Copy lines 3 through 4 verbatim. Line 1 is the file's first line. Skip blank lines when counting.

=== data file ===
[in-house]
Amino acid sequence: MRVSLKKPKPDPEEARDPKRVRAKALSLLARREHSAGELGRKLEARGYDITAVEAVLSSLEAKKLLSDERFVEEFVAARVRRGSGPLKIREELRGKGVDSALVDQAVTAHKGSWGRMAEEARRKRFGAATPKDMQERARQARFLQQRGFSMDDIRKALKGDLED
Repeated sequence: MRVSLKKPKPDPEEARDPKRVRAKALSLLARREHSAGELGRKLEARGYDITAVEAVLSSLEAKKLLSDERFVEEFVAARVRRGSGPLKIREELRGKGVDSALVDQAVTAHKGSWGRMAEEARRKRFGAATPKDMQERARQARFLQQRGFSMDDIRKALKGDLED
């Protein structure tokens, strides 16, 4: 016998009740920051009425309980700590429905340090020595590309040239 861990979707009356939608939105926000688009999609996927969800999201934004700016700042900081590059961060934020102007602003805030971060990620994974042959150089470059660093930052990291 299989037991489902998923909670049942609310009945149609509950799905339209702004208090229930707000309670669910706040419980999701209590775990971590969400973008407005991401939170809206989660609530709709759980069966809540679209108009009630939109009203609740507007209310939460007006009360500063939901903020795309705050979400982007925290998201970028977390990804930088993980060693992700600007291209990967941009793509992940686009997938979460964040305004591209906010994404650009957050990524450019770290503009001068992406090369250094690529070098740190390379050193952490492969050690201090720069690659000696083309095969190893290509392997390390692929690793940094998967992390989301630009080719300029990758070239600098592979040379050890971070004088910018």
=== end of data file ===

Repeated sequence: MRVSLKKPKPDPEEARDPKRVRAKALSLLARREHSAGELGRKLEARGYDITAVEAVLSSLEAKKLLSDERFVEEFVAARVRRGSGPLKIREELRGKGVDSALVDQAVTAHKGSWGRMAEEARRKRFGAATPKDMQERARQARFLQQRGFSMDDIRKALKGDLED
């Protein structure tokens, strides 16, 4: 016998009740920051009425309980700590429905340090020595590309040239 861990979707009356939608939105926000688009999609996927969800999201934004700016700042900081590059961060934020102007602003805030971060990620994974042959150089470059660093930052990291 299989037991489902998923909670049942609310009945149609509950799905339209702004208090229930707000309670669910706040419980999701209590775990971590969400973008407005991401939170809206989660609530709709759980069966809540679209108009009630939109009203609740507007209310939460007006009360500063939901903020795309705050979400982007925290998201970028977390990804930088993980060693992700600007291209990967941009793509992940686009997938979460964040305004591209906010994404650009957050990524450019770290503009001068992406090369250094690529070098740190390379050193952490492969050690201090720069690659000696083309095969190893290509392997390390692929690793940094998967992390989301630009080719300029990758070239600098592979040379050890971070004088910018």